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Chapter One It was during the holiday week that Eddie proposed the matter. That is Eddie's way. No date, for him, is too far ahead to begin to plan anything that has vari-colored flies in it, and tents, and the prospect of the campfire smell. The very mention of these things will make his hair bristle up (rather straight, still hair it is and silvered over with premature wisdom) and put a new glare into his spectacles (rather wide, round... more...

The First Home in the Metropolis. We had never lived in New York. This fact will develop anyway, as I proceed, but somehow it seems fairer to everybody to state it in the first sentence and have it over with. Still, we had heard of flats in a vague way, and as we drew near the Metropolis the Little Woman bought papers of the train boy and began to read advertisements under the head of "Flats and Apartments to Let." I remember that we wondered... more...

THE BOOK, AND THE DREAM It was a long time ago—far back in another century—that my father brought home from the village, one evening, a brand-new book. There were not so many books in those days, and this was a fine big one, with black and gilt covers, and such a lot of pictures! I was at an age to claim things. I said the book was my book, and, later, petitioned my father to establish that claim. (I remember we were climbing... more...

INTRODUCTION. While engaged in writing the story of Evelin Delorme it was my good fortune to make the acquaintance of Dr. Herbert L. Flint, the well-known hypnotist briefly referred to in chapter three. The science of Hypnotism being a theme of absorbing interest to me, I eagerly availed myself of the opportunity thus offered for exhaustive investigation of the subject, and was accorded frequent and prolonged interviews with Dr. Flint. During... more...

THE FIRST DINNER This is the story of a year, beginning on New Year's eve. In the main it is the story of four—two artists and two writers—and of a paper which these four started. Three of them—the artists and one of the writers—toiled and dwelt together in rooms near Union Square, and earned a good deal of money sometimes, when matters went well. The fourth—the other writer—did something in an editorial way,... more...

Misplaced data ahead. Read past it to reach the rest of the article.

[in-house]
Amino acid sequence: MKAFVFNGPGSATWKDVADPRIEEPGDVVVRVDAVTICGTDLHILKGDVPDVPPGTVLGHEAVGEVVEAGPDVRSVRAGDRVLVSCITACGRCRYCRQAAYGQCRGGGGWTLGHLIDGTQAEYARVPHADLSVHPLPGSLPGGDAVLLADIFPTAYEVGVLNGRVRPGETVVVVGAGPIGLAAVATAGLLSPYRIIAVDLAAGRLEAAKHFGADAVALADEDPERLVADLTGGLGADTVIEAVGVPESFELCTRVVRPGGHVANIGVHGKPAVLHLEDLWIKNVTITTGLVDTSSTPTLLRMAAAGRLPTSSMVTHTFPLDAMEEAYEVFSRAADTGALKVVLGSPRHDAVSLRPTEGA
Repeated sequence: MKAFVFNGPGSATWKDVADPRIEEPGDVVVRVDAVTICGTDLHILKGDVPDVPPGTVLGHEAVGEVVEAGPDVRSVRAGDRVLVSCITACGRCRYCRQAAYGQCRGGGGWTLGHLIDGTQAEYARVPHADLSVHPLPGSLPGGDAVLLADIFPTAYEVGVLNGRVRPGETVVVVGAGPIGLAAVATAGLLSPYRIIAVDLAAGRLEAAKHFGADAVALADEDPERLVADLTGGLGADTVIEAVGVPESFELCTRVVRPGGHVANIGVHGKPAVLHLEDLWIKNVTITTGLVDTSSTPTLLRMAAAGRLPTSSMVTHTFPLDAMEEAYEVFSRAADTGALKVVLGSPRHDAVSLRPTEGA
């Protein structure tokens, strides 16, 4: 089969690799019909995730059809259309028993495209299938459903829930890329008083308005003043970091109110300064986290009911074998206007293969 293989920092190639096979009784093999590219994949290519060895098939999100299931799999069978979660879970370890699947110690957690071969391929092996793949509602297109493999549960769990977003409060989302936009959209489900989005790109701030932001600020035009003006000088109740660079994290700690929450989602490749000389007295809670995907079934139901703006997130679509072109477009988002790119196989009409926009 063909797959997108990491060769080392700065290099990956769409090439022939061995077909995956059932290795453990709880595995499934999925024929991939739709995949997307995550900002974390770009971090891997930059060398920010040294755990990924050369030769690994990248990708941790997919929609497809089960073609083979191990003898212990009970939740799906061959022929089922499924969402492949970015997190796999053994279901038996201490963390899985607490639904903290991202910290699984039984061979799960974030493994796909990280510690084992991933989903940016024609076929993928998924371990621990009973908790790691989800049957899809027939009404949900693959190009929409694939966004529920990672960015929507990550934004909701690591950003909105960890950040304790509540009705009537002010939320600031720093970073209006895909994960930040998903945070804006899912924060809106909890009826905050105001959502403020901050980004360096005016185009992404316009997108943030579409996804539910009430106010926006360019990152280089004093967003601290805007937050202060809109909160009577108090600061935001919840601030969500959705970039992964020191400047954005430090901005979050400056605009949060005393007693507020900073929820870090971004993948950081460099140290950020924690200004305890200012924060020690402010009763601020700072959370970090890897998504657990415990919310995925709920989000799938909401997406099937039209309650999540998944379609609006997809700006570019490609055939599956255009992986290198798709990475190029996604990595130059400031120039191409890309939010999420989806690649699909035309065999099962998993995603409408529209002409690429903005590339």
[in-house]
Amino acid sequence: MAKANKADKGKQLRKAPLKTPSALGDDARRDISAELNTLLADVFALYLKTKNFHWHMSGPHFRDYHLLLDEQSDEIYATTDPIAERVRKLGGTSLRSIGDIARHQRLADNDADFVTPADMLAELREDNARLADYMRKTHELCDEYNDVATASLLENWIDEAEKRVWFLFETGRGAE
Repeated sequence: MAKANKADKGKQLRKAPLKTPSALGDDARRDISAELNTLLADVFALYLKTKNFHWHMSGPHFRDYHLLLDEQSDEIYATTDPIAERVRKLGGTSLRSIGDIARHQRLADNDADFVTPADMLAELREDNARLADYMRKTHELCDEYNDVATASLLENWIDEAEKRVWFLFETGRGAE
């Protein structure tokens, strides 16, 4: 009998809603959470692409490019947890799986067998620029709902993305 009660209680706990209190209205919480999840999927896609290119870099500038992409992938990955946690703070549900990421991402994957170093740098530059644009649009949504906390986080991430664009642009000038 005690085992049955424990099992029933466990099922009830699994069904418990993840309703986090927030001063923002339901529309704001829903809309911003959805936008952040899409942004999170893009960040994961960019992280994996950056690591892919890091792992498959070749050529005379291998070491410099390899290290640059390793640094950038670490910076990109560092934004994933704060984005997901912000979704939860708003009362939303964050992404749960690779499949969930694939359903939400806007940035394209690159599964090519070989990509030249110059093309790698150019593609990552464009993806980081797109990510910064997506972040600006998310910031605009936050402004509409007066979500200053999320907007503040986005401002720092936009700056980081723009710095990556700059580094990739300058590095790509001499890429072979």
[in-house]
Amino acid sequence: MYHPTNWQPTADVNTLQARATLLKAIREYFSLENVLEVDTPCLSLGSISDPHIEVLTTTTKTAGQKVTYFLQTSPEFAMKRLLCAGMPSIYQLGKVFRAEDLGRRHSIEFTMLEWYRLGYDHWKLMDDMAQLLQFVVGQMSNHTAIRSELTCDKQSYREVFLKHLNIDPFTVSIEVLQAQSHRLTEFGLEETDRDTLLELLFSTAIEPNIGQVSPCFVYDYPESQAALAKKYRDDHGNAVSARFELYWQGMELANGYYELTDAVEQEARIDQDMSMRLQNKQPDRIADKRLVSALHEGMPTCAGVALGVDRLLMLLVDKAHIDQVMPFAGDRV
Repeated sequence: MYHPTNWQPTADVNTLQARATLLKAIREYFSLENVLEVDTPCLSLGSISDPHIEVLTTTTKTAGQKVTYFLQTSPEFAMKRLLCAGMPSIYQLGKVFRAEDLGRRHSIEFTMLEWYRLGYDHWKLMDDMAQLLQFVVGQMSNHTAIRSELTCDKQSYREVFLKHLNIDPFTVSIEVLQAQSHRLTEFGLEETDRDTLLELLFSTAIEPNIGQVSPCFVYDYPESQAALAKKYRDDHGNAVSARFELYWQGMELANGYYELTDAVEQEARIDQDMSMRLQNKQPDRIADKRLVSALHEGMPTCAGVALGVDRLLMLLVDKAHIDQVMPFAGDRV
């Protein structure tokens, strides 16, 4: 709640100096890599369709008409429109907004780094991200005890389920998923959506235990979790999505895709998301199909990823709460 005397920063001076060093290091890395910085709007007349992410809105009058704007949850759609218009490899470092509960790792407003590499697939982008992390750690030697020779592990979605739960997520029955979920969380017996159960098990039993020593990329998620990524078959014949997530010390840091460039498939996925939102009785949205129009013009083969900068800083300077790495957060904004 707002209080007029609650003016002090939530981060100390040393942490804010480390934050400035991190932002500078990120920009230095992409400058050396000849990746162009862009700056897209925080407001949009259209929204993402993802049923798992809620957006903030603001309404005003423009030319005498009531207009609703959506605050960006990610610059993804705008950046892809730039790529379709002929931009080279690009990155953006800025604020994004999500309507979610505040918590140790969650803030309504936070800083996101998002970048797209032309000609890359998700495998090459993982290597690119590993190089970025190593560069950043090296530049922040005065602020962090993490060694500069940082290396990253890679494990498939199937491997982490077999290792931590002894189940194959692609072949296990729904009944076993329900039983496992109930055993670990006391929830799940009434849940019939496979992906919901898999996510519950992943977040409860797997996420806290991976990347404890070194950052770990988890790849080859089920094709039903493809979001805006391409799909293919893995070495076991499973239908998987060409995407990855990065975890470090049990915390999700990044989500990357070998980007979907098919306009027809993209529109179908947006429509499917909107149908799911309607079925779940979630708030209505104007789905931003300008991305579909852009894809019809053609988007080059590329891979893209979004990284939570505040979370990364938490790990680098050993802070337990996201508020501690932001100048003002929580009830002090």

THE FAMILY OF JOHN CLEMENS A long time ago, back in the early years of another century, a family named Clemens moved from eastern Tennessee to eastern Missouri—from a small, unheard-of place called Pall Mall, on Wolf River, to an equally small and unknown place called Florida, on a tiny river named the Salt. That was a far journey, in those days, for railway trains in 1835 had not reached the South and West, and John Clemens and his... more...

THE MEETING OF BOSEPHUS AND HORATIO   "Oh, 'twas down in the woods of the Arkansaw,And the night was cloudy and the wind was raw,   And he didn't have a bed and he didn't have a bite,And if he hadn't fiddled he'd a travelled all night." BOSEPHUS paused in his mad flight to listen. Surely this was someone playing the violin, and the tune was familiar. He listened more intently. "But he came to a cabin and an old gray man,And says... more...

HONORS FROM OXFORD Clemens made a brief trip to Bermuda during the winter, taking Twichell along; their first return to the island since the trip when they had promised to come back so soon-nearly thirty years before. They had been comparatively young men then. They were old now, but they found the green island as fresh and full of bloom as ever. They did not find their old landlady; they could not even remember her name at first, and then... more...

THE RETURN OF THE CONQUEROR It would be hard to exaggerate the stir which the newspapers and the public generally made over the homecoming of Mark Twain. He had left America, staggering under heavy obligation and set out on a pilgrimage of redemption. At the moment when this Mecca, was in view a great sorrow had befallen him and, stirred a world-wide and soul-deep tide of human sympathy. Then there had followed such ovation as has seldom been... more...

The Browning readings must have begun about this time. Just what kindled Mark Twain's interest in the poetry of Robert Browning is not remembered, but very likely his earlier associations with the poet had something to do with it. Whatever the beginning, we find him, during the winter of 1886 and 1887, studiously, even violently, interested in Browning's verses, entertaining a sort of club or class who gathered to hear his rich, sympathetic, and... more...